Danny Cox, head of financial planning at Bristol-based Hargreaves Lansdown, says the assumed rates of growth, income, tax and so on that are used to form the basis of any cash flow modelling exercise will always ultimately be wrong.
He says therefore regular reviews and reassessments are required to ensure the client remains on track.
Mr Cox says: “This is a positive not a negative and clients should engage with their financial planning regularly whether they use cash flow or not.”
Rebecca Taylor, president of the Institute of Financial Planning, says nearly all decisions are based on what is contained within the cash flow, from how much to save and spend, to how funds should be invested to achieve the required return.
With cash flow modelling, Ms Taylor says there is a lot that needs to be managed.
She says: “This is namely the assumptions that are made in the plan - and there are a lot. There are the usual assumptions such as inflation and investment returns, but of course there are assumptions on lifestyle and spending.
“The client needs to be fully involved in the process and understand that there are variables. Assumptions are necessary though as the alternative is to base advice on guesswork without any planning and I know which option I would prefer.”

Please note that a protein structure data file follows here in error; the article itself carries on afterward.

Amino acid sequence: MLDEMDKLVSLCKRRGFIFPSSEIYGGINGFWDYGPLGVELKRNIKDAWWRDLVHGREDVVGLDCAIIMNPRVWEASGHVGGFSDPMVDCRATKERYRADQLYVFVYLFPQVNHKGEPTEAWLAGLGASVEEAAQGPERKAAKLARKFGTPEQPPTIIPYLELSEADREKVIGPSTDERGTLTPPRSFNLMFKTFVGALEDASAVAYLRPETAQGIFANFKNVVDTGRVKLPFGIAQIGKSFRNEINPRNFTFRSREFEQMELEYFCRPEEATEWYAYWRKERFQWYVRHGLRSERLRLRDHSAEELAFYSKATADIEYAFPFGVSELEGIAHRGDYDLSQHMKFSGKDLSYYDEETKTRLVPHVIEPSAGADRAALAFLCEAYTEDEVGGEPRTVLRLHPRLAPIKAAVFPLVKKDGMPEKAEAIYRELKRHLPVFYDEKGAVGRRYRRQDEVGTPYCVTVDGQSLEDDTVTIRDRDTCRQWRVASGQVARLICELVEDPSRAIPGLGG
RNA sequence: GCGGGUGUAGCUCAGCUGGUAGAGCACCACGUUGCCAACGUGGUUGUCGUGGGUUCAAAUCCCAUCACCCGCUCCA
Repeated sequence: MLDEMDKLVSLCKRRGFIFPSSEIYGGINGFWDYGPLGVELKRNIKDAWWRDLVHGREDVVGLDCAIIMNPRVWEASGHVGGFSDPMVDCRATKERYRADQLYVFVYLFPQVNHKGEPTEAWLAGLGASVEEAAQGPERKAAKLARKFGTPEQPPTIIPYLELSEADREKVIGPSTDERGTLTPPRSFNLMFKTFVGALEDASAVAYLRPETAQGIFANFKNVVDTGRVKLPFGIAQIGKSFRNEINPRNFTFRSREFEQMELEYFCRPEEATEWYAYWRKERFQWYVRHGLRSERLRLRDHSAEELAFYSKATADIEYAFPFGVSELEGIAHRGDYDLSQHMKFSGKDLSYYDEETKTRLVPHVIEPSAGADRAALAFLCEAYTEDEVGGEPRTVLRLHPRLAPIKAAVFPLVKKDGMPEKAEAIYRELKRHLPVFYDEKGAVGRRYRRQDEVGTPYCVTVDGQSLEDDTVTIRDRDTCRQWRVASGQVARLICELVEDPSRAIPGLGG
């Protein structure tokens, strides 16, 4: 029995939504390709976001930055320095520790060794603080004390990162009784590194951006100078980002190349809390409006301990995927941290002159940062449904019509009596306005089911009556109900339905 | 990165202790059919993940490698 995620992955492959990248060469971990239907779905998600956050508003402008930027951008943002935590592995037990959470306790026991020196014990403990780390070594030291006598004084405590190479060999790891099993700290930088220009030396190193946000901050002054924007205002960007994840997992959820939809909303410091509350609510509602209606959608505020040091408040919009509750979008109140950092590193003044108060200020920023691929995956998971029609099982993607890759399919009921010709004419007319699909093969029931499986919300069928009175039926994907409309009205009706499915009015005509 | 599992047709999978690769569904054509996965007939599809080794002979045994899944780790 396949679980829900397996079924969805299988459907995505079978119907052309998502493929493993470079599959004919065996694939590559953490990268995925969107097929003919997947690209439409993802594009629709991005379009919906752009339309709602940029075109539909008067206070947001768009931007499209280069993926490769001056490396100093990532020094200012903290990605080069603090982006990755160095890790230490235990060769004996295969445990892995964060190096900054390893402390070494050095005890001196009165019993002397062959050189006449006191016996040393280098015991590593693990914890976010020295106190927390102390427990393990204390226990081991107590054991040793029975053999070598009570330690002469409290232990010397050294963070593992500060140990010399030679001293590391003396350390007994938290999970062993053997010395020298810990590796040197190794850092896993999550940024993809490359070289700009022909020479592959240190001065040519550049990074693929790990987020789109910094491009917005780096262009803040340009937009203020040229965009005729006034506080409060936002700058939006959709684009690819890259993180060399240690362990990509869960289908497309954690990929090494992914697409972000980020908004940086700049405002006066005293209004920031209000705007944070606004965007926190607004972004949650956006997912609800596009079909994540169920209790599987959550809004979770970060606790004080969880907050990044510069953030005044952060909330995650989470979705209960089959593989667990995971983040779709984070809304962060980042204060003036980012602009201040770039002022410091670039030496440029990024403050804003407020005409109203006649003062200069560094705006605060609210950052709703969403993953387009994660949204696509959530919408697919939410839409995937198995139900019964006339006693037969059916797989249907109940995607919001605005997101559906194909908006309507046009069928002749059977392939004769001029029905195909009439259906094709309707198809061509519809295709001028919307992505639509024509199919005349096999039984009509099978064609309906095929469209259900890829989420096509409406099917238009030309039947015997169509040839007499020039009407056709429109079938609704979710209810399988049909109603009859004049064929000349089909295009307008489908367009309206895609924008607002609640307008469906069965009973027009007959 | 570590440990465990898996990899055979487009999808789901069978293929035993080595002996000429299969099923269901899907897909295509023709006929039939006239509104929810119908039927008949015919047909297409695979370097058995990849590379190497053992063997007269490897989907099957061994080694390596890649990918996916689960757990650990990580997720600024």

David Crozier, director of County Down-based IFA Navigator Financial Planning, agreed that unless handled with care, a cash flow model can give a spurious sense of accuracy.
He says: “They are only as good as the assumptions made, and they must be reviewed.”
Ultimately, David Gibson, director of County Londonderry-based Gibson Financial Planning, says clients cannot experience true financial planning without cash flow modelling.
But he says the main disadvantage with cash flow modelling is that a cash flow model is only as good as the information available and it must be kept updated with the inevitable changes to a client’s circumstances.
Therefore unless an adviser has an ongoing flow of communication with a client, the plan produced by cash flow modelling could come of the rails.